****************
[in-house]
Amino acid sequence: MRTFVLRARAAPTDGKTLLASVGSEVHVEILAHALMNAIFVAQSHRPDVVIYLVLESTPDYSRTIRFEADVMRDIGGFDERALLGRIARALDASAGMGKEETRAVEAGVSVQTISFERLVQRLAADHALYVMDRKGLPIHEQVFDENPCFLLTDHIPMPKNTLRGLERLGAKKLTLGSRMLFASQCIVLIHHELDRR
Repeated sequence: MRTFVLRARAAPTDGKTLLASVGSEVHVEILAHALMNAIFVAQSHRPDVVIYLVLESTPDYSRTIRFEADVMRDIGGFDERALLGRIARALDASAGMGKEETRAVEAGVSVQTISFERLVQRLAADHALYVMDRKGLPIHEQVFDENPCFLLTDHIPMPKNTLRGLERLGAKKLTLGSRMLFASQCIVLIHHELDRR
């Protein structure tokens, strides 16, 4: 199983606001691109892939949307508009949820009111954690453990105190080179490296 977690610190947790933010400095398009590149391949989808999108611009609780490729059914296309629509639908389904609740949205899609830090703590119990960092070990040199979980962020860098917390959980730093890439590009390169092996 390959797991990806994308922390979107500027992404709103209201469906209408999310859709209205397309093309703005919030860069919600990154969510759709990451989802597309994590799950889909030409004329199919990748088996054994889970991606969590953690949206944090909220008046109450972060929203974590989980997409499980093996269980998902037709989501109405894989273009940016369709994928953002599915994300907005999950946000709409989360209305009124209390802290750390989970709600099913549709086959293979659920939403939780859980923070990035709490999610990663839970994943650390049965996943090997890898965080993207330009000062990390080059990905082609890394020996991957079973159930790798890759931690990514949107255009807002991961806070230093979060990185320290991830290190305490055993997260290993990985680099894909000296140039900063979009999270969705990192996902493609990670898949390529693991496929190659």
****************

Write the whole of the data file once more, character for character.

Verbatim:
[in-house]
Amino acid sequence: MRTFVLRARAAPTDGKTLLASVGSEVHVEILAHALMNAIFVAQSHRPDVVIYLVLESTPDYSRTIRFEADVMRDIGGFDERALLGRIARALDASAGMGKEETRAVEAGVSVQTISFERLVQRLAADHALYVMDRKGLPIHEQVFDENPCFLLTDHIPMPKNTLRGLERLGAKKLTLGSRMLFASQCIVLIHHELDRR
Repeated sequence: MRTFVLRARAAPTDGKTLLASVGSEVHVEILAHALMNAIFVAQSHRPDVVIYLVLESTPDYSRTIRFEADVMRDIGGFDERALLGRIARALDASAGMGKEETRAVEAGVSVQTISFERLVQRLAADHALYVMDRKGLPIHEQVFDENPCFLLTDHIPMPKNTLRGLERLGAKKLTLGSRMLFASQCIVLIHHELDRR
């Protein structure tokens, strides 16, 4: 199983606001691109892939949307508009949820009111954690453990105190080179490296 977690610190947790933010400095398009590149391949989808999108611009609780490729059914296309629509639908389904609740949205899609830090703590119990960092070990040199979980962020860098917390959980730093890439590009390169092996 390959797991990806994308922390979107500027992404709103209201469906209408999310859709209205397309093309703005919030860069919600990154969510759709990451989802597309994590799950889909030409004329199919990748088996054994889970991606969590953690949206944090909220008046109450972060929203974590989980997409499980093996269980998902037709989501109405894989273009940016369709994928953002599915994300907005999950946000709409989360209305009124209390802290750390989970709600099913549709086959293979659920939403939780859980923070990035709490999610990663839970994943650390049965996943090997890898965080993207330009000062990390080059990905082609890394020996991957079973159930790798890759931690990514949107255009807002991961806070230093979060990185320290991830290190305490055993997260290993990985680099894909000296140039900063979009999270969705990192996902493609990670898949390529693991496929190659």